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Tuesday, February 9, 2010


Paul Harvey tells the story of a twelve year old boy named Addie, who was asked by his older sister to stay for a party that she was giving, to which some of her school friends were coming. Addie stayed, but he found himself bored with the games of the older kids.

Finally, one of the older boys casually mentioned to him that he had learned the manual of arms—an army drill which involves the twirling of a rifle with crisp precision. The only problem was they needed a gun. Then Addie remembered that his dad had a .22 rifle. Quickly, he ran to fetch it. After a demonstration by the "military expert", Addie decided he wanted to give it a try.

What followed remained locked in the mind of Addie until the day he died. The eyewitness accounts varied. Some said that after the older boy showed Addie the manual of arms, Addie tried to duplicate his actions. Others said that he was trying to put the rifle away, while one person swore that Addie "took the gun from the older boy...pointed it at one of the girls... and pulled the trigger."

However it occurred, the gun was loaded and in Addie's hands when it was fired. The resulting gunshot killed a young girl named Ruth Merwin.

In the years that followed, this incident was never mentioned by Addie. He went on to have an outstanding career in public service, serving as governor of his home state, and twice being nominated for the presidency of the United States. And there are those who say that had he run against anybody besides a certified world hero (Dwight Eisenhower), he would have won.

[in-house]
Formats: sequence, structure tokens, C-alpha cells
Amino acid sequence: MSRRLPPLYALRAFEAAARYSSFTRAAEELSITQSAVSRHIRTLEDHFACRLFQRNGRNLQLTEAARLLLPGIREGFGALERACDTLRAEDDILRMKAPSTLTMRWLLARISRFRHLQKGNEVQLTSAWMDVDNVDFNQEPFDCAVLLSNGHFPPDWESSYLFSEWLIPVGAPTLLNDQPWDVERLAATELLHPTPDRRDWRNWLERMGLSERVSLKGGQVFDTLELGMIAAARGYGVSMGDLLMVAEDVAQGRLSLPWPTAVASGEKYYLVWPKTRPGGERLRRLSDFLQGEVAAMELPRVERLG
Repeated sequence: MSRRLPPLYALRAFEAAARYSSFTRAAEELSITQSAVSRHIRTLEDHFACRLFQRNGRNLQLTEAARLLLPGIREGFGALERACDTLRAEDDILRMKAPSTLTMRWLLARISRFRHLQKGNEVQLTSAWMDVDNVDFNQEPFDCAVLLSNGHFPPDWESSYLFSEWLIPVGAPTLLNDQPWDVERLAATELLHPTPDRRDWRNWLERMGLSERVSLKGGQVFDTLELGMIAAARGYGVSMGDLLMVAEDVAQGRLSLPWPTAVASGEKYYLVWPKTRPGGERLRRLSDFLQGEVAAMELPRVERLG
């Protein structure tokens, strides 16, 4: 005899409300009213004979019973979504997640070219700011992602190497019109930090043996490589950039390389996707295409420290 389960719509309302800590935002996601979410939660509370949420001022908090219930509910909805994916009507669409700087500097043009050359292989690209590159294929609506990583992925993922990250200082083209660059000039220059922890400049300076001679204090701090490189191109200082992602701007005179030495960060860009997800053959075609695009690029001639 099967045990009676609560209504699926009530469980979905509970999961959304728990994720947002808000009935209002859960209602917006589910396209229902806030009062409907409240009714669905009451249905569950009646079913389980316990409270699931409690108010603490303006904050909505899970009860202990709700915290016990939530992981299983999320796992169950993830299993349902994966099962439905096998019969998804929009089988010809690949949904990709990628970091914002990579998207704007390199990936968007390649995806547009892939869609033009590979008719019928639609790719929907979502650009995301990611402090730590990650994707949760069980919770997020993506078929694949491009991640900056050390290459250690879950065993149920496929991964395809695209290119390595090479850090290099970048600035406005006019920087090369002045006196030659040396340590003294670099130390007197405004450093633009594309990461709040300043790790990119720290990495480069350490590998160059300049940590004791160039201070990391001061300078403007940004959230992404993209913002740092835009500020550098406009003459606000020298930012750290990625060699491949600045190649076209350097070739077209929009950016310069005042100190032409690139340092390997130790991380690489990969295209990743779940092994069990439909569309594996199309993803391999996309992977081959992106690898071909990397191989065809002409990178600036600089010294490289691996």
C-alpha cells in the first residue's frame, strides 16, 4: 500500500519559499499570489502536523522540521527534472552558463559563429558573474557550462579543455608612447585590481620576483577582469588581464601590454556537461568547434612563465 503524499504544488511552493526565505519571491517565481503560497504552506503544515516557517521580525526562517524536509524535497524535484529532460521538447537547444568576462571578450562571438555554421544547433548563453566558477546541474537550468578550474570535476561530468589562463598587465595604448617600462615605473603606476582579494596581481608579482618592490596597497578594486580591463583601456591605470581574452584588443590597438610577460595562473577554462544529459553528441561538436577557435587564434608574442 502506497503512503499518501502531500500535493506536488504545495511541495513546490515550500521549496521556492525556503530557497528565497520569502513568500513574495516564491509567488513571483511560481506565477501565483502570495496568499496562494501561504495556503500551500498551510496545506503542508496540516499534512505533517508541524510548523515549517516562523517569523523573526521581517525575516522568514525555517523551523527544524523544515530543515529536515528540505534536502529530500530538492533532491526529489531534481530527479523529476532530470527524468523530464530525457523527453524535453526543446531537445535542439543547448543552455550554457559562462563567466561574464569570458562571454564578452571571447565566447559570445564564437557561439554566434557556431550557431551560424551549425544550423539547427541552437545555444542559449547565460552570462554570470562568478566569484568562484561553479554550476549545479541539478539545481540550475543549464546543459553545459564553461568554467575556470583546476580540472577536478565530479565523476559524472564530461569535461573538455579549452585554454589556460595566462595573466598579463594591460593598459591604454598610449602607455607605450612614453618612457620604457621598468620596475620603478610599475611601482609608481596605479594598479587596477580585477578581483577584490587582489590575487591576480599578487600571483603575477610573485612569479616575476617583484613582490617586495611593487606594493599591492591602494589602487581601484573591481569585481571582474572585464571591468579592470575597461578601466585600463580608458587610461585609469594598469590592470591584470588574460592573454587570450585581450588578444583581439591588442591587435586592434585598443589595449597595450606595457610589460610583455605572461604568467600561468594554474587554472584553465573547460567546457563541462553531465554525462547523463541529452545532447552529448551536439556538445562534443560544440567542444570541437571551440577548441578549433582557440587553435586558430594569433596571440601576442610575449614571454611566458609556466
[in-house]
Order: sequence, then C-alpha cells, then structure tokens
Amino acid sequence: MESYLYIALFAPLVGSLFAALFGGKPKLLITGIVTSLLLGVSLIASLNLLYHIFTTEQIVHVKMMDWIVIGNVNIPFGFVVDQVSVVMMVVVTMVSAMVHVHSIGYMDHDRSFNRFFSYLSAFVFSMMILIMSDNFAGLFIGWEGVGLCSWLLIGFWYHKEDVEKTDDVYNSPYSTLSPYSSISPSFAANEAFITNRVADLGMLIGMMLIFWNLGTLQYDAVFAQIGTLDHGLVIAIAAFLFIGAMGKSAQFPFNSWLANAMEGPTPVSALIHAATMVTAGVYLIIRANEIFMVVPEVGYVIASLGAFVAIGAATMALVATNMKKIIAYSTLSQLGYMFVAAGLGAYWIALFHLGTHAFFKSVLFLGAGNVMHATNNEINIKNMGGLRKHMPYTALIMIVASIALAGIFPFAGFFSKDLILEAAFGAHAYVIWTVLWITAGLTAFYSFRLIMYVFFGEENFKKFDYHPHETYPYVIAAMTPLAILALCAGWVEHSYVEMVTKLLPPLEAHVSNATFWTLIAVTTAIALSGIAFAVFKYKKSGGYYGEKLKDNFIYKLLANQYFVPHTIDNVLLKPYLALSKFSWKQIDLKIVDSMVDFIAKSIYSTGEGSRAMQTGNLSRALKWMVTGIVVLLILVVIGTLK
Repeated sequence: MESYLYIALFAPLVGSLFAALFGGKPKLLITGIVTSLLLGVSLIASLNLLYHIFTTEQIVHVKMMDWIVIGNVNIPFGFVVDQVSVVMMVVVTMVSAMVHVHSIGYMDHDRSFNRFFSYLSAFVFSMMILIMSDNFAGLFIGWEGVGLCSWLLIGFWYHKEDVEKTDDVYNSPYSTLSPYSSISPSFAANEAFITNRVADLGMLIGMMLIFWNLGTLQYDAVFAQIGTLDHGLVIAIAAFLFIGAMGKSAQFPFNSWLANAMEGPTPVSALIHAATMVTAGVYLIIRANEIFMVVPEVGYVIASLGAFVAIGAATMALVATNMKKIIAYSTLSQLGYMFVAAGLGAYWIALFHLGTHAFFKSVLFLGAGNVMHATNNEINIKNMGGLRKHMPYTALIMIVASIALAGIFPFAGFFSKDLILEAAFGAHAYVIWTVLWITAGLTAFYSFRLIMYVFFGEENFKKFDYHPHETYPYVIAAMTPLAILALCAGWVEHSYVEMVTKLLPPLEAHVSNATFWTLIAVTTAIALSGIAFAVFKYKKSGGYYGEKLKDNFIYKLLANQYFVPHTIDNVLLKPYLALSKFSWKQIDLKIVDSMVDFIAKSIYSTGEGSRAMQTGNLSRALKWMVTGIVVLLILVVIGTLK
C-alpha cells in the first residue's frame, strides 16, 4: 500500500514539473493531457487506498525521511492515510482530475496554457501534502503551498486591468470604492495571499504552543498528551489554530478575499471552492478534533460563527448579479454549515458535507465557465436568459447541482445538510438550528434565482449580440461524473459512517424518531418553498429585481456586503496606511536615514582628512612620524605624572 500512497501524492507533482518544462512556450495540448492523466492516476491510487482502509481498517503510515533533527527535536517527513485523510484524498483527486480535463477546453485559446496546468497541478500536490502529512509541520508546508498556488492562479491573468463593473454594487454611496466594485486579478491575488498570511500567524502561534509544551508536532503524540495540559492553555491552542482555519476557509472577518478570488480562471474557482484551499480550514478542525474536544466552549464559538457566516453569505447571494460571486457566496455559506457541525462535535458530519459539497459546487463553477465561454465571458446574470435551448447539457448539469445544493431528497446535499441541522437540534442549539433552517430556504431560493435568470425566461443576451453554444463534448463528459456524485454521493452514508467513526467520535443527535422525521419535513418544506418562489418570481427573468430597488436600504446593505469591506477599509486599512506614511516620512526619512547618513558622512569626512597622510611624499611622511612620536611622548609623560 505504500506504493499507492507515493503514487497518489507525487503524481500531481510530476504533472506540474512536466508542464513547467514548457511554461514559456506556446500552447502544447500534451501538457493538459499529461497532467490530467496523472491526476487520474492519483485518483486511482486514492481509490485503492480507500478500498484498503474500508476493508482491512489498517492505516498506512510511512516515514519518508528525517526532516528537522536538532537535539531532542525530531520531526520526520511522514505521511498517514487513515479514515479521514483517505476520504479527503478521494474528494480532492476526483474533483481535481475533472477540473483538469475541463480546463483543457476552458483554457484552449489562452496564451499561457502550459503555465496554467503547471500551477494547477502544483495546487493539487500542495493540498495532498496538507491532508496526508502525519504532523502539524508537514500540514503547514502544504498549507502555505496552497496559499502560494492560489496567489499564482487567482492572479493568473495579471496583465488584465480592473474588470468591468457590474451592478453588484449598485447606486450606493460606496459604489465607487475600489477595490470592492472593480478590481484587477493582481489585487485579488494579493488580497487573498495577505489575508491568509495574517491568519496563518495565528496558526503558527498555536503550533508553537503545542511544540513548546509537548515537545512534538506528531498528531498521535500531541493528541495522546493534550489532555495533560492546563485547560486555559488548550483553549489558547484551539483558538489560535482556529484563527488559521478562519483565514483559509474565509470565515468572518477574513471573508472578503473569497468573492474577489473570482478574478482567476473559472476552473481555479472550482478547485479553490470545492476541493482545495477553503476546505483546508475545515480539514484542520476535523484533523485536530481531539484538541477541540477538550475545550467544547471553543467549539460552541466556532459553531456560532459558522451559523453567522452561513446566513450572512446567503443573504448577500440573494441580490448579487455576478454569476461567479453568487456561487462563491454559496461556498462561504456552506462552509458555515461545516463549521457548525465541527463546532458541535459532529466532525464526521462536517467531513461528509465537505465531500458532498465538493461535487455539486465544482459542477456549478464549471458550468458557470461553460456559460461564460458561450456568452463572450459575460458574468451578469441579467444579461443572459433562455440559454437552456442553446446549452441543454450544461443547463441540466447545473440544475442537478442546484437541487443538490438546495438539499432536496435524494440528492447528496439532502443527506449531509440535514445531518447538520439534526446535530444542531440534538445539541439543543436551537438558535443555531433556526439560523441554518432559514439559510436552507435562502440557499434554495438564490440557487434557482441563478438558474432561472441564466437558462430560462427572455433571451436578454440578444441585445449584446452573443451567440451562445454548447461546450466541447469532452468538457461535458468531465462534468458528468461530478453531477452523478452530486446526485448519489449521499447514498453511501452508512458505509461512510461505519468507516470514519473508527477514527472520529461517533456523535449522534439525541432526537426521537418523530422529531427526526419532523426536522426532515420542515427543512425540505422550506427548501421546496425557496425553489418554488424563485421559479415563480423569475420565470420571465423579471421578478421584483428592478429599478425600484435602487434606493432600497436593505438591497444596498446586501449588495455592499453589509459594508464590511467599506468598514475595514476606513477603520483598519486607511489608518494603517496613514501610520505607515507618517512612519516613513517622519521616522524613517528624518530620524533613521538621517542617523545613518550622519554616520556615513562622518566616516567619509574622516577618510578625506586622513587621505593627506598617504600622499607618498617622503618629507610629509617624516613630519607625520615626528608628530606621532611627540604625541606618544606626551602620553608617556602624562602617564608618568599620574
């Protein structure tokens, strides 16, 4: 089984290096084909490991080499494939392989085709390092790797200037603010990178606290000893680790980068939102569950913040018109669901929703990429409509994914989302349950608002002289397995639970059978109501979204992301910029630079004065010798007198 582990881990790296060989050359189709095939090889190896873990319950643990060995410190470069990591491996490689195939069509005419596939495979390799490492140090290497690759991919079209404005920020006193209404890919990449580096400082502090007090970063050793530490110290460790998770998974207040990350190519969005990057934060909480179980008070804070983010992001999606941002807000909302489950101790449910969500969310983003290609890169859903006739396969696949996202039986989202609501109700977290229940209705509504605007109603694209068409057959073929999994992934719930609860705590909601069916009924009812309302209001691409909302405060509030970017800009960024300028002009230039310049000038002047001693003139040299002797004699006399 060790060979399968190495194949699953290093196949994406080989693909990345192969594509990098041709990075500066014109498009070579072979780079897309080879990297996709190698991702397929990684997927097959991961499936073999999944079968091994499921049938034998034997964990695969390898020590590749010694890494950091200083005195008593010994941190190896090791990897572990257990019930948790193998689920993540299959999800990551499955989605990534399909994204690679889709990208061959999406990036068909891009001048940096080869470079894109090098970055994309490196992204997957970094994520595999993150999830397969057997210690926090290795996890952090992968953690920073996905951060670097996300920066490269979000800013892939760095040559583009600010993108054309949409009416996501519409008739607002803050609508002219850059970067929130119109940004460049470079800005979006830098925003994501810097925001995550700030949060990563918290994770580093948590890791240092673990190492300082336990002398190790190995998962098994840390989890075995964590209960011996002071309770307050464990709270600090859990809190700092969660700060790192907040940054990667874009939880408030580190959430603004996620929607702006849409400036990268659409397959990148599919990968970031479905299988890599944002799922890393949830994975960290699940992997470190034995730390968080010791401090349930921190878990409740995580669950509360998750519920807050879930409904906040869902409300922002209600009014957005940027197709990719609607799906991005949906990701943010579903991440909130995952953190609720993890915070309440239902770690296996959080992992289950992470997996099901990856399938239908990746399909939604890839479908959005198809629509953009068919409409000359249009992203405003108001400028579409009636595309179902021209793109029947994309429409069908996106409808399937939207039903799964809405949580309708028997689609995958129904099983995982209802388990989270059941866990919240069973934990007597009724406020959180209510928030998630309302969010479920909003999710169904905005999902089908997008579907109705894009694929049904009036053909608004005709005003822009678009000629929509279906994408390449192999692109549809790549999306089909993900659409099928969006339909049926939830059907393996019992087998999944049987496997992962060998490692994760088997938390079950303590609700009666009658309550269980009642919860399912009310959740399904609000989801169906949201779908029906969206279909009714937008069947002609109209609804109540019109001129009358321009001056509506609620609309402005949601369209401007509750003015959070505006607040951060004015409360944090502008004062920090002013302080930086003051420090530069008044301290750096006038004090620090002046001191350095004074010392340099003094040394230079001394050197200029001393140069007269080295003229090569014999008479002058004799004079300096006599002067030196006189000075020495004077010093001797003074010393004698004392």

Interestingly enough, there are many historians who feel that he would have been a better president. At any rate, despite his success, Adlai Stevenson astounded his contemporaries by retaining a sense of humility in spite of being in a field known for ego. Many times when he received honors, Stevenson would receive them reluctantly, saying, "I should have preferred to hear those words uttered for a stronger, a wiser, and a better man than myself."

It strikes me as one looks at the career of Adlai Stevenson in light of this tragedy that a major reason he was so humble, and a major reason that he had such an outstanding sense of duty to his fellow man, was that he was responsible for the death of another human being. It may have been an accident, but it was HIS accident.

You almost get the feeling that at some point in his life, he sat down and said to himself, "Okay, I am responsible for Ruth's death. So what do I do? Do I kill myself, or do I just give up and die? No, I can't do that. That wouldn't help anyone. Instead, I am going to devote my life to public service..." Of course that is only speculation, but perhaps it is accurate speculation.

According to Paul, as Jesus' ambassador, as Jesus' representative, I have taken Jesus' place. I am now Jesus' body here on earth (as a member of His church, I am part of the “body of Christ”).

While I live, I am to continue His mission. The world can no longer see Jesus, they can only see me; therefore, I have the duty to live my life like He would have lived it. This may sound like a heavy responsibility, but after all, Jesus is my Lord, and I am His servant.

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